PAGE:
Over at his blog, IPS Washington bureau chief Jim Lobe reports on the hawkish makeup of the speakers at this year’s annual meeting of the American-Israel Public Affairs Committee (AIPAC):
Monday morning marks the formal opening of the annual three-day policy conference of the American-Israel Public Affairs Committee (AIPAC) which, according to AIPAC’s press announcement of the event, is “consistently ranked as the most influential foreign policy lobbying organization on Capitol Hill.” You can expect a strong focus on Iran and a very hawkish line towards same. The press release makes the point that “ALL three remaining Presidential candidates, ALL four leaders of Congress… AS WELL AS Secretary of State Condoleezza Rice and Israeli Prime Minister Ehud Olmert will address the conference. (Emphasis in the original.) So much for the argument that AIPAC really isn’t as powerful as its critics, like Stephen Walt and John Mearsheimer, claim.
As Lobe notes, following the conference more than 5,000 AIPAC delegates will head to Capitol Hill to lobby their members of Congress — and direct negotiations with Iran isn’t likely to be one of their goals. That detail brings to mind the last AIPAC conference in March, 2007, which just so happened to coincide with the Democratic Congress’ first funding bill for the war in Iraq.
At the time, AIPAC lobbied heavily against one provision initially included in the Democratic war funding bill that would have barred the president from launching an attack on Iran without the explicit consent of Congress. Asked why the measure was removed, Rep. Henry Cuellar (D-TX) told one of my colleagues at the time that “our friends at AIPAC” had bombarded members of Congress with phone calls expressing opposition to measure. That opposition was due to the belief, as Rep. Shelley Berkley (D-NV) told the Associated Press, that the measure “would take away perhaps the most important negotiating tool that the U.S. has when it comes to Iran.”
Interestingly, when I interviewed Berkley about the measure a few days later, she downplayed AIPAC’s role in getting it removed, claiming to me that the group only instructed its members to lobby against the provision after the Democratic leadership had already removed it. Sensing that the move was generally unpopular with the Democratic base, she repeatedly tried to shift the conversation to the failures of the Bush administration, rather than her support for an aggressive stance toward Iran. Of course, her claim that AIPAC played no role in getting the Iran provision removed was cast in doubt not only by Cuellar’s comments (an account others, such as Rep. Jim Moran (D-VA), confirmed to me), but by the fact that Berkley was wearing an Israeli/U.S. flag lapel pin at the time of the interview (she will also be “making the case for Israel” at this week’s AIPAC convention).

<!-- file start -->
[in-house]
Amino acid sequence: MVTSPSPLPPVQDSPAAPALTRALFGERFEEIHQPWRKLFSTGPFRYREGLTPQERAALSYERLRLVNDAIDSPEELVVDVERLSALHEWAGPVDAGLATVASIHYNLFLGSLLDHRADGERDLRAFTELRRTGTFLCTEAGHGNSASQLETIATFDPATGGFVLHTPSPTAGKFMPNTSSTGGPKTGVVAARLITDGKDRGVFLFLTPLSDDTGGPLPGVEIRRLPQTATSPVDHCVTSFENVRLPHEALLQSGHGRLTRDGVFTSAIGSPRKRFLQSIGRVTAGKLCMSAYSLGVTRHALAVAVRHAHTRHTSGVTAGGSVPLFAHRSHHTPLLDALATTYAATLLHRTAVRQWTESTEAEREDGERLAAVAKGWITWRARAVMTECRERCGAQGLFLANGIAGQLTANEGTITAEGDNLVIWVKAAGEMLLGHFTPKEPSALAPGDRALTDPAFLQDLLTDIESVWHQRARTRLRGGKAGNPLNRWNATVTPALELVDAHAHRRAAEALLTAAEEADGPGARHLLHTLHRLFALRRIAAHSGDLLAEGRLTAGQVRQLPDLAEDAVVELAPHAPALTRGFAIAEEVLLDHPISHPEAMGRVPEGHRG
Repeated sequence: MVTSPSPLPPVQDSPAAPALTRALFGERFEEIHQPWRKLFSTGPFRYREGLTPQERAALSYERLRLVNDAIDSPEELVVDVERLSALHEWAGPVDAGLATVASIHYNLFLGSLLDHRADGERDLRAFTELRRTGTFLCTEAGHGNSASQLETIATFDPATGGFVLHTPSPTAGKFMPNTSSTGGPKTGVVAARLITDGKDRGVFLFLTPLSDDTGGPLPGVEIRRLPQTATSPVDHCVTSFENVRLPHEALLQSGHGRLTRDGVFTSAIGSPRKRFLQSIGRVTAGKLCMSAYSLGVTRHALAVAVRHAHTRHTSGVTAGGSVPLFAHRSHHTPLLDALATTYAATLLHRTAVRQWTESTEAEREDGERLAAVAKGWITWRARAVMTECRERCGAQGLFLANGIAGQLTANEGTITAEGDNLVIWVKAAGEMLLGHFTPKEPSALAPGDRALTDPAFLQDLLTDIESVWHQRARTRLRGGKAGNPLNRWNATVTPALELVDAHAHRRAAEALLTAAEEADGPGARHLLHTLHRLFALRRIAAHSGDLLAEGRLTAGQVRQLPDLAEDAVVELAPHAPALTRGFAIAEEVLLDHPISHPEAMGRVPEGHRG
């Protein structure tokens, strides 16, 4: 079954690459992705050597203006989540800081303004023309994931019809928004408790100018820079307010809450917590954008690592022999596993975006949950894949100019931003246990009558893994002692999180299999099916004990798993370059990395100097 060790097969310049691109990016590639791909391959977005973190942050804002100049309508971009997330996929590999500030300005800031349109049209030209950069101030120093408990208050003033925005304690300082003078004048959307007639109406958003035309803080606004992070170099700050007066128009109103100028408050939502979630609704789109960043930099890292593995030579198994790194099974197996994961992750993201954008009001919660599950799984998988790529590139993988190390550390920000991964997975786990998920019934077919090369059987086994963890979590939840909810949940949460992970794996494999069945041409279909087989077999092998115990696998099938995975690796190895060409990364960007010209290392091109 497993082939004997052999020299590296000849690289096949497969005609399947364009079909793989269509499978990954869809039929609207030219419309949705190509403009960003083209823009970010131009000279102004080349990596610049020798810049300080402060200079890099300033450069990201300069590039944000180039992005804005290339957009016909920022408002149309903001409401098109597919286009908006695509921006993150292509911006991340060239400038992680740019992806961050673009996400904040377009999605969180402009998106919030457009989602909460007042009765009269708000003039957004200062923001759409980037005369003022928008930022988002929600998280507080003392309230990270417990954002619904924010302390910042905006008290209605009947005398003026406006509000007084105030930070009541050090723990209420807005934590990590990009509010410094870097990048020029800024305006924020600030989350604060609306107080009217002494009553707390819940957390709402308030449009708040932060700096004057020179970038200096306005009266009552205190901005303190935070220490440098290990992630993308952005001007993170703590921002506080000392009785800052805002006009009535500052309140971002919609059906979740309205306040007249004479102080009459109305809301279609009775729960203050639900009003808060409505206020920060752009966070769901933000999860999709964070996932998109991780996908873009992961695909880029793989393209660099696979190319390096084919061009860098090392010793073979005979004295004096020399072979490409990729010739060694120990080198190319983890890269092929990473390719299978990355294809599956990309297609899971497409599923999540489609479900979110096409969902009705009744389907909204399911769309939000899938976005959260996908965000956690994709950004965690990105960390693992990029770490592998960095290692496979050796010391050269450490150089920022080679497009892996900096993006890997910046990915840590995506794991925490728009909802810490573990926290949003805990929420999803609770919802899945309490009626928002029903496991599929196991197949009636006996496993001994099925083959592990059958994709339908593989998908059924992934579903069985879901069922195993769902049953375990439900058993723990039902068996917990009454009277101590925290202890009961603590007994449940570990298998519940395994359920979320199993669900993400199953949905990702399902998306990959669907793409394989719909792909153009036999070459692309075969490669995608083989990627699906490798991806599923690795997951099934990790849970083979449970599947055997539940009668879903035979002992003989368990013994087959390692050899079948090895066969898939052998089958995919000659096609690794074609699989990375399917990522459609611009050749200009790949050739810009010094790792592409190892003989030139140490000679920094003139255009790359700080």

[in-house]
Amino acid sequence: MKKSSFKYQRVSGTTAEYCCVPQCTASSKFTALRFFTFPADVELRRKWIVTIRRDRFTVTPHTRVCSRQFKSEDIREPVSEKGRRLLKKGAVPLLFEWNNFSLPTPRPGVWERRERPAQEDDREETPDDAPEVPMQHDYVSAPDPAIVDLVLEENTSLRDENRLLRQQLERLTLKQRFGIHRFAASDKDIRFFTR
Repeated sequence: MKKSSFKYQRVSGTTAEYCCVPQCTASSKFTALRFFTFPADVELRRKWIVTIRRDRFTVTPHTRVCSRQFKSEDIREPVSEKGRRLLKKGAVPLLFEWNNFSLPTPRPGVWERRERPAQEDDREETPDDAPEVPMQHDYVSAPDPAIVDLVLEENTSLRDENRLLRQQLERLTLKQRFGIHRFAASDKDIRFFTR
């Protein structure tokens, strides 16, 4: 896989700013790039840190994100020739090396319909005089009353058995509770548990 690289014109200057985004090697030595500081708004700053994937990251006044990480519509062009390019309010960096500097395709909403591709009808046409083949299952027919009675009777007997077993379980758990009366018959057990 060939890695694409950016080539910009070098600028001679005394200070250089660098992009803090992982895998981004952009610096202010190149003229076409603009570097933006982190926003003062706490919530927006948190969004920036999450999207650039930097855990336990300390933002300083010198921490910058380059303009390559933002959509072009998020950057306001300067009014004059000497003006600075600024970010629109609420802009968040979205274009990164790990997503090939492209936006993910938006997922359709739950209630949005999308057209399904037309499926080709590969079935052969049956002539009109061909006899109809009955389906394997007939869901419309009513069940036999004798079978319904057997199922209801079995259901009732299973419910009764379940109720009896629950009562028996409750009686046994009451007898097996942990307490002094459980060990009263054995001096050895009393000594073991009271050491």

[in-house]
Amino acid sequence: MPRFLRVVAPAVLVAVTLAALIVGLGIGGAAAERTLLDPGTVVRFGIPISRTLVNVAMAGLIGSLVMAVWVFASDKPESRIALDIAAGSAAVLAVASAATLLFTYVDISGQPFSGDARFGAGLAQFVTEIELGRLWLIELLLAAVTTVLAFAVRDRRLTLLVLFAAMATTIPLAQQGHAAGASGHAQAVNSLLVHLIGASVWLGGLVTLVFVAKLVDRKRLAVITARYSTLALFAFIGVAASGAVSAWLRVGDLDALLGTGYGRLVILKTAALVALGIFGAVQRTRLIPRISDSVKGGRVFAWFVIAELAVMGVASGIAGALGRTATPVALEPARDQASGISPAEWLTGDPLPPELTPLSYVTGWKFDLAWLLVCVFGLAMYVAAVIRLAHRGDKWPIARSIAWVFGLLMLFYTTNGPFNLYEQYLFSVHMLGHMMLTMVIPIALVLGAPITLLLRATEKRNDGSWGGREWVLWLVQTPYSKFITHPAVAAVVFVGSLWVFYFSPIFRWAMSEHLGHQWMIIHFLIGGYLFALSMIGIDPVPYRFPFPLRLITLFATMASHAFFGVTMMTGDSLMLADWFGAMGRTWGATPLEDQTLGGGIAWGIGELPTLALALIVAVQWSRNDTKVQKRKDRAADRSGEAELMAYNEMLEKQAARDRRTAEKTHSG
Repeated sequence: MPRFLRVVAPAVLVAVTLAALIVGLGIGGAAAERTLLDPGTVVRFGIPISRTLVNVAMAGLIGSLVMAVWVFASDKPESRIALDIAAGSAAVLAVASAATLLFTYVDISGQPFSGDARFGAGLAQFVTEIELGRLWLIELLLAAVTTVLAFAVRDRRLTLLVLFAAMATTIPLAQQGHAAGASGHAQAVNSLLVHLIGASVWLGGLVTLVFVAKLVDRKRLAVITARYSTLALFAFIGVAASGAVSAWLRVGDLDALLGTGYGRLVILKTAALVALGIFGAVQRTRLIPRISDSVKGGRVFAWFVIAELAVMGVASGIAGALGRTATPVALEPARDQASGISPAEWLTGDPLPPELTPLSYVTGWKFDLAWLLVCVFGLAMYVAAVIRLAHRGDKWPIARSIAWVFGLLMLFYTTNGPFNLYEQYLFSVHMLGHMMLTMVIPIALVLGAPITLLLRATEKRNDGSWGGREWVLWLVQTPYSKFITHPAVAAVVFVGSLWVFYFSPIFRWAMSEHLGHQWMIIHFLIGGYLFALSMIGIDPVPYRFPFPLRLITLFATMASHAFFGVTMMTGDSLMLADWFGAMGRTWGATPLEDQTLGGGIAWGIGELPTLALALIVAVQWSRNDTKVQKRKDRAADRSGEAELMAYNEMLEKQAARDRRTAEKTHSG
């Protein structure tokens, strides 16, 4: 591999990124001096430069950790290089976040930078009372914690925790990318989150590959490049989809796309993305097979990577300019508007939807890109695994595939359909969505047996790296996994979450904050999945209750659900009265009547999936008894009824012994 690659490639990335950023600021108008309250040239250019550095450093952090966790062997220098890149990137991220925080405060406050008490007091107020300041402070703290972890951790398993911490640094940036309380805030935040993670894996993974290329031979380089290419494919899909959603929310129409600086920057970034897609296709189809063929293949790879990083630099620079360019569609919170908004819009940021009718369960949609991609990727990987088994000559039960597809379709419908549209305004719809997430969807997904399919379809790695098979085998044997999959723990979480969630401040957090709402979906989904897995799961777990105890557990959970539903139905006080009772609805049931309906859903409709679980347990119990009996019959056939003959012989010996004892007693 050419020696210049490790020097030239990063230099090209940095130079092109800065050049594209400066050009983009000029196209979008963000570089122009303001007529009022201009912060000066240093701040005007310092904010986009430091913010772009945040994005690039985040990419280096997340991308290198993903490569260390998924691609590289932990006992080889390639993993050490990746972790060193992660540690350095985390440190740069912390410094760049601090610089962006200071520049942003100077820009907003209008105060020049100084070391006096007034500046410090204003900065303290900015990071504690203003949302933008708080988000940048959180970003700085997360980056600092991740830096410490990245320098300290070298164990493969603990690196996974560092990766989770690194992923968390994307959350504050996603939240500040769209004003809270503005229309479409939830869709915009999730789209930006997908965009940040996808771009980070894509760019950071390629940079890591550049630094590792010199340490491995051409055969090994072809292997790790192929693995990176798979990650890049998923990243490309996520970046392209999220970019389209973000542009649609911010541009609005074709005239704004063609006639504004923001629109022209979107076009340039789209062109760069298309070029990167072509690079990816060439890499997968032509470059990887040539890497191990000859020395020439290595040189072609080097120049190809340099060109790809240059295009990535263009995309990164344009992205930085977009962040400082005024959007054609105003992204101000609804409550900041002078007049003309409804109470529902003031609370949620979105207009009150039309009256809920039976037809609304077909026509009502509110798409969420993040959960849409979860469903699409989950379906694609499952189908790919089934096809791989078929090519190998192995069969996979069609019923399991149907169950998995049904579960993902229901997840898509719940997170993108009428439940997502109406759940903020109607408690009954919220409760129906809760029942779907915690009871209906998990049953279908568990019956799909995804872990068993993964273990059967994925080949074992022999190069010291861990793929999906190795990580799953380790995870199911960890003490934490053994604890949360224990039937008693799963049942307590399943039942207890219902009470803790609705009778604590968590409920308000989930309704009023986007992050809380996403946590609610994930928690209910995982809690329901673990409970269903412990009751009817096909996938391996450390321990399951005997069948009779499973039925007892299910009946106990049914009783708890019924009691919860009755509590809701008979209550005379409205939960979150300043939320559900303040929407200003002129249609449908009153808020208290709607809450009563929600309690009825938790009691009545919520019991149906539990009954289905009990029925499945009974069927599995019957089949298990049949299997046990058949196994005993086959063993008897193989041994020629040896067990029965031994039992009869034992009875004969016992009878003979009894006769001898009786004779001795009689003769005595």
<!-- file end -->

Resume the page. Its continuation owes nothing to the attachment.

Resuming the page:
All of this back history is important not only because AIPAC is back in town, but because, as the Capitol Hill publication CQ noted last year:
On March 13, the same day House Appropriations Chairman David R. Obey, D-Wis., said he had removed the Iran provision from the draft war spending measure, Speaker Nancy Pelosi, D-Calif., quietly promised Appropriations Committee Democrats that she would soon bring the measure up as a stand-alone bill, said James P. Moran, D-Va., who attended the meeting in Pelosi’s suite.
Pelosi’s promise to hold a stand-alone vote on the Iran measure was confirmed to me by several members of Congress, all of whom cited it as a reason not to get too upset about its removal from the war funding bill. Of course, like the Democrats’ pledge in 2006 to end the war in Iraq once they took over Congress, this promise too has gone down the memory hole. Congress has had ample time to rename post offices and congratulate college sports teams, but apparently not a moment has been free to address this crucial issue of war and piece.
Meanwhile, Pelosi has had plenty of time to travel to Israel, where she recently asserted that “all options”, including military action (naturally), need to remain on the table when dealing with Iran. Yet to my knowledge no one has called Pelosi out for this broken promise — if she weren’t a respected, powerful politician, some might even venture to call it a “lie” — and none of the Democratic lawmakers I spoke to have threatened to withdraw support for her Speakership.
When it comes down to it, party loyalty and winning votes — which means not upsetting the most hawkish elements of the Israeli lobby, especially ahead of the November presidential election — is more important than taking concrete steps to prevent what would be a clear violation of international law. It would be naive to think that this isn’t — and always has been — the case with politicians, but that doesn’t make it any more comforting.
Lysander Spooner is looking more prescient every day…